After writing recently that “Private Equity Investment in Vietnam sets a Record,” the question about how the rest of Southeast Asia is doing is a natural follow-on. With the able assistance of Liming Xu, we took a look at the region as a whole to see if the trend evidenced in Vietnam is part of a wider phenomenon. In addition to doing a bit of old-fashioned research, I also talked to a number of private equity, banking and legal firms that we work with in the region to get some on-the-ground feedback. In my view this is the difference between talking about driving a car and processing the information the steering wheel feeds back to the driver into the conversation.
Flocking to Southeast Asia
Our research shows that robust, though not necessarily consistent, growth in Southeast Asia is drawing the interest of international private equity and corporates that wish to have or expand positions in the region. The region enjoys an abundance of resources and relatively stable, relatively open economies that require new investment to sustain their momentum. This has the makings of a virtuous cycle. Existing growth, the presence of resources, the presence of long-term favorable trends favoring growth and the existence of some infra-structure, drives the need for more investment which leads to more growth. Various industry sectors, such as natural resources, infrastructure, agriculture and manufacturing, are favored. The rise of the consumer is not just a Chinese phenomenon. Demand for consumer goods increased in Southeast Asia as well due to a growing middle class in much of the region. With a combined nominal GDP of approximately USD2.3 trillion, according to consultancy Bain & Company, the region is on the track to rise from the world’s eighth-largest economy to fourth over the next two decades.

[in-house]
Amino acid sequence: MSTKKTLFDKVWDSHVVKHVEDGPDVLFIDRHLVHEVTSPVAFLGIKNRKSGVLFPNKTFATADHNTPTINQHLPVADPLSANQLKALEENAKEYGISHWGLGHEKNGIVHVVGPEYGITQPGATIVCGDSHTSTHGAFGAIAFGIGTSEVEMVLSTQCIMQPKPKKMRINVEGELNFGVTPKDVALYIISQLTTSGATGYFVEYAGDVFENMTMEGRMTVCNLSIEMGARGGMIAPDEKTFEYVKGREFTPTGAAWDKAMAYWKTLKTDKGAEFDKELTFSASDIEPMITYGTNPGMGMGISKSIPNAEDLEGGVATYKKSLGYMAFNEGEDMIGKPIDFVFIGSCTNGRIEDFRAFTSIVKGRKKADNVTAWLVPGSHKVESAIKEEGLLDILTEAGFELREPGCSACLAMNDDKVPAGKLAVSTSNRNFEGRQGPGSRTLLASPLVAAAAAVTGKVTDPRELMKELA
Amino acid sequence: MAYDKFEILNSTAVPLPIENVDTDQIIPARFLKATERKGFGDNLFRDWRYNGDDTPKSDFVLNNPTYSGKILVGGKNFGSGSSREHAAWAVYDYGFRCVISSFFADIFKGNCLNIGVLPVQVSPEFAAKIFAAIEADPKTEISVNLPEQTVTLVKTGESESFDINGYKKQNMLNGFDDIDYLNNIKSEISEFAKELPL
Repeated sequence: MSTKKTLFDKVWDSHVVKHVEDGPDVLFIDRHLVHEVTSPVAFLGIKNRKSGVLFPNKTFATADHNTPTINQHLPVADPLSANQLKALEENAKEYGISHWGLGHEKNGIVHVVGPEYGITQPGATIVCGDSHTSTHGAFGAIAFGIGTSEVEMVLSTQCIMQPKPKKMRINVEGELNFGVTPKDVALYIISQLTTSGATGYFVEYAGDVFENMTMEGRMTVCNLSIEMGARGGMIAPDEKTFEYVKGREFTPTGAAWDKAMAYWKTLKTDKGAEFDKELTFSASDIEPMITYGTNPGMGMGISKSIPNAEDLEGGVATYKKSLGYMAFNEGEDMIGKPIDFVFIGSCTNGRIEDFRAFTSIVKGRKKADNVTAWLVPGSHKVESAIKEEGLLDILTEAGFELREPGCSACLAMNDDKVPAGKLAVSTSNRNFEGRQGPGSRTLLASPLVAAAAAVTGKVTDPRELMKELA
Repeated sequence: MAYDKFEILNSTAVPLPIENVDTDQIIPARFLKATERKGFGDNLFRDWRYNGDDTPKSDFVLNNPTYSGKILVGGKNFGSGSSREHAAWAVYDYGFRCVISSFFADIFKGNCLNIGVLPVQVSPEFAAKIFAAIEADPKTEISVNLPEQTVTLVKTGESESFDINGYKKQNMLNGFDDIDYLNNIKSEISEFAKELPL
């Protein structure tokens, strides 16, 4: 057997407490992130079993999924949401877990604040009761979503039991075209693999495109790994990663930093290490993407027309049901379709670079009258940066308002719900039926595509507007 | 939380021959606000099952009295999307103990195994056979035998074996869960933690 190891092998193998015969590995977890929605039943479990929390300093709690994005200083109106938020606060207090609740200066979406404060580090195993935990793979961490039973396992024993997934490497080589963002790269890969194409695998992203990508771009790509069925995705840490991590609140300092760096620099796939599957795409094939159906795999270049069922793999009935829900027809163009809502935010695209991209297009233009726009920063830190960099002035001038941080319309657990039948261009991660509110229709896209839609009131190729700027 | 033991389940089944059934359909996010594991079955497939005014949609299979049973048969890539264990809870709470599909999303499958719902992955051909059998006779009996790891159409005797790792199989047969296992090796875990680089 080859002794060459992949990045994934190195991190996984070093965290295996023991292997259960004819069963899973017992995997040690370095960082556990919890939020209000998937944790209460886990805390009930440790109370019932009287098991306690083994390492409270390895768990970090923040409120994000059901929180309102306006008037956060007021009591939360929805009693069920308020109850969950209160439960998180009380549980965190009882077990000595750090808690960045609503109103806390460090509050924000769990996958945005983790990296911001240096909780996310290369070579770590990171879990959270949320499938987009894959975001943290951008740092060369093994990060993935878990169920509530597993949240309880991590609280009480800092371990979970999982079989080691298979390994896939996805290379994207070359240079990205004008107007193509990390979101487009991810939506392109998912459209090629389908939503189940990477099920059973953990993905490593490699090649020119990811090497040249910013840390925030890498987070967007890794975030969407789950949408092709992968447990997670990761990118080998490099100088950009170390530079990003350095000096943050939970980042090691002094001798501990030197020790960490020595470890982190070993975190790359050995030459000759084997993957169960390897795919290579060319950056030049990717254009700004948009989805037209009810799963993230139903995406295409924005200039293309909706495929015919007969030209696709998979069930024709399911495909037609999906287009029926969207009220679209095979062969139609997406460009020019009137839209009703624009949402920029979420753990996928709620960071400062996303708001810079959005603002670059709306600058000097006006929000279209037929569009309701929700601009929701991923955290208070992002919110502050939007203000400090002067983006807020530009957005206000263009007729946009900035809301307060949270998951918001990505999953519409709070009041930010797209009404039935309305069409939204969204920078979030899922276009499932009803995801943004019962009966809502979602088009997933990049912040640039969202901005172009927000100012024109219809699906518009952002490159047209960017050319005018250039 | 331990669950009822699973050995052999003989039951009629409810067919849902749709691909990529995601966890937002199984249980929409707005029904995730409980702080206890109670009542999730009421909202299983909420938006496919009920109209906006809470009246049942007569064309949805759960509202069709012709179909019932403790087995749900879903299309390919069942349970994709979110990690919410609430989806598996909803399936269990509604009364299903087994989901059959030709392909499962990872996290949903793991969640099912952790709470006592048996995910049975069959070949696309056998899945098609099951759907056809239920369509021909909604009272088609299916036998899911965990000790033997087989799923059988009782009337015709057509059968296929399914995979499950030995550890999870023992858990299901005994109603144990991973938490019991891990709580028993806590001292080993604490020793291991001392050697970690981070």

After the financial crisis, global investors have been looking to increase their exposure to emerging markets to achieve diversification and find growth. Many have become a bit cautious in committing capital to markets such as India and China because competition is fierce. While such caution is likely just a pause, it has led, unsurprisingly, to many investors looking for additional opportunities in the region. Some are heading southward to seek opportunities, and their next stop is Southeast Asia.